I was on my way for a drink at the end of a more trying day than usual when I ran into one of my students lining up pints at the bar. Nothing odd about that, you might think, except that I had barely set eyes on him for weeks, and every time he’d slunk into a seminar he would just sit in blank, bored silence. I’d run through my repertoire of tactics to get him to open his mouth, trying everything from the teasing question to the academic sneer, which I’ve learnt from colleagues in English departments who seem to be particularly good at it. But nothing worked. Just ignore him, he’s all right, was the view of the rest of seminar group – so I did, and he disappeared. Now here he was, the life and soul of the pub, so cheerful that he offered to buy me a drink as soon as he saw me.
Naturally I accepted, since he appeared to have more to spend on booze than I did, to judge by the wad of notes he pulled out of his designer-jacket pocket. I asked what the celebration was about. “Getting out of this dump,” was the short answer. He was off, he said, and wasn’t coming back. Ever. “Another dropout statistic,” muttered a colleague who was watching this display, making his half pint last as long as he could, a remark that reminded me of the training I had been through that was supposed to help me a) spot the ones who were about to drop out and b) try to talk them out of it.
Every few months I find myself being trained for something. I’ve been offered training in areas such as equal opportunities, leadership (Ha!), personal tutoring, bereavement counselling (thankfully used only once, when someone’s cat was run over the day before an essay deadline) and how to prevent students dropping out, otherwise titled “Making the Elusive Decisive”. That one was run by Cape, the registrar’s latest invention, our new Centre for Academic and Personal Enhancement, and was a waste of money if ever there was one. Making the elusive decisive turned out to be about why we shouldn’t use insensitive language. Nobody drops out these days, they make alternative life choices, and if the objective of a university education seems somewhat elusive, we have to encourage our students to make a firm choice and render that elusive decisive, by persuading them to stay on and finish their degree.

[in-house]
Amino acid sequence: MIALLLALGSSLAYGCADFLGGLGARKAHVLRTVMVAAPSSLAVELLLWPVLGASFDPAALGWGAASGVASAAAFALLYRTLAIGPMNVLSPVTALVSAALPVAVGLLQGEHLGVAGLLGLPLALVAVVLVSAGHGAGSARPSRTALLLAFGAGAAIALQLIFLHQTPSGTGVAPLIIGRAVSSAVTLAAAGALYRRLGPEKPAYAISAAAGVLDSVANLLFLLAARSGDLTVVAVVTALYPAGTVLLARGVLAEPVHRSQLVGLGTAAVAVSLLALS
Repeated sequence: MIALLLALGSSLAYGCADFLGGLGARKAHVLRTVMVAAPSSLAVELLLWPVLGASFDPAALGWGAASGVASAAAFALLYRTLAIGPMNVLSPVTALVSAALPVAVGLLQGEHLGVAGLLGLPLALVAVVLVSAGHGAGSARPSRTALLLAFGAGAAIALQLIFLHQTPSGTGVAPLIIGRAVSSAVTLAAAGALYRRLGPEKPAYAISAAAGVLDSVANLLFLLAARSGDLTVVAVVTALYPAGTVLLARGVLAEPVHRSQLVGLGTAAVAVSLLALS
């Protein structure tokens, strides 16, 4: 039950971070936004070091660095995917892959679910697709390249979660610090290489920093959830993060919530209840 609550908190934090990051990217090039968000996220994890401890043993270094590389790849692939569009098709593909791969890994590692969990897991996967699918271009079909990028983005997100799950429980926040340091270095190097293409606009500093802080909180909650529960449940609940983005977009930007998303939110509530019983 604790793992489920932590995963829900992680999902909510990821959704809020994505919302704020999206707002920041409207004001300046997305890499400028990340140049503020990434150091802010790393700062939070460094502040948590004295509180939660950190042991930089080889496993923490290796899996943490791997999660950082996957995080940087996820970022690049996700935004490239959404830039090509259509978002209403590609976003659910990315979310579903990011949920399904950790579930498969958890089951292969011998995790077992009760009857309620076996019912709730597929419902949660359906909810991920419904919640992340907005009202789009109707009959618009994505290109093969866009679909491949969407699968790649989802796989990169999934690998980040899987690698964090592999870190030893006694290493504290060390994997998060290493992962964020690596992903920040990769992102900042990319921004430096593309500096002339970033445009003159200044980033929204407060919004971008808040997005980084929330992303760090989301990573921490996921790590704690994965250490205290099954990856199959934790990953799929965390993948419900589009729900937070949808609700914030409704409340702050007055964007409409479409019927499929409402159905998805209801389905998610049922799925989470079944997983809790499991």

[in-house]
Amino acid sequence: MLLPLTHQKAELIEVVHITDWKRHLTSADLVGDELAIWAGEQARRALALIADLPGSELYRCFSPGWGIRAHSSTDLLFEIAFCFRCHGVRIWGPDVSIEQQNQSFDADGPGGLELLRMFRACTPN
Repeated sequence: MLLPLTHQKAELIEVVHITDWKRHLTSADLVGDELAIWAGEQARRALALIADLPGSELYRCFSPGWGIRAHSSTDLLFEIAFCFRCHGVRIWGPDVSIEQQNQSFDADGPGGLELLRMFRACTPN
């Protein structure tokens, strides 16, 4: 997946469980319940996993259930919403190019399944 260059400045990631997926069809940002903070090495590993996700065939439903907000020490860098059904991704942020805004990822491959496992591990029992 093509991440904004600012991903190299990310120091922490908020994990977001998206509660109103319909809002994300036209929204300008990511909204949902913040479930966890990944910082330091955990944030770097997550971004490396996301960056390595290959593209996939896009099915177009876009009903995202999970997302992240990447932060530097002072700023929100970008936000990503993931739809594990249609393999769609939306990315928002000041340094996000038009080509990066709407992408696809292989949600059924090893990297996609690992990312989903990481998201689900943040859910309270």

The woman who appeared to run, sorry, facilitate, the training session in front of a slide of the new Cape logo trilled on about helping student mariners in danger of shipwreck. “Think of Good Hope,” she urged, “we are the Cape of Good Hope for all those students who have lost their way and are struggling with their elusive anxieties.” The logo was presumably intended to have some kind of geographical significance, but looked more like a large nose sunk in a bowl of soup than any promontory I’ve ever seen.
The mariner in danger of shipwreck theme was milked till the pips squeaked. We were the people who could offer sinking students hope of salvation. Clearly, our facilitator never read anything about the early years of the British navy when anyone trying to buck an order was flogged, the crew were permanently drunk and the only good hope around was when you’d come through a storm without sinking.
I asked the dropping-out student what had made his elusive decisive. He didn’t hesitate: he hated the university, hated the course, hated the town, hated his tutors (me, too, I suppose, though I didn’t press him on this point), hated being poor and couldn’t see the point in hanging around any longer writing essays on daft gits like Oliver Cromwell. All in all, it was a miracle that he’d lasted six months, though he admitted that he had a lot of good mates and that the night life wasn’t bad. Did he need to jack up 12 or so grand in debts to go and listen to some boring old farts who didn’t even know his name? No way, he was off to Manchester, where his uncle was a builder and could guarantee him a good job. His uncle, he added, owned villas in Spain, France and Portugal, had left school at 16 and didn’t have a GCSE to his name, let alone a degree, though he did have a couple of racehorses and a collection of contemporary artworks that Charles Saatchi might have envied, to judge by the photos that were being passed round the bar.
I stood him a drink in return and wished him well. Apparently one in four students drops out like him in the first year of their studies, and no amount of training is going to make many inroads into those figures. The elusive question, of course, is not why so many are giving up on university as a waste of their time and money, but why so many are there in the first place when we don’t have the rooms, the people or the means to teach them. That question, I suspect, is going to remain unanswered indefinitely.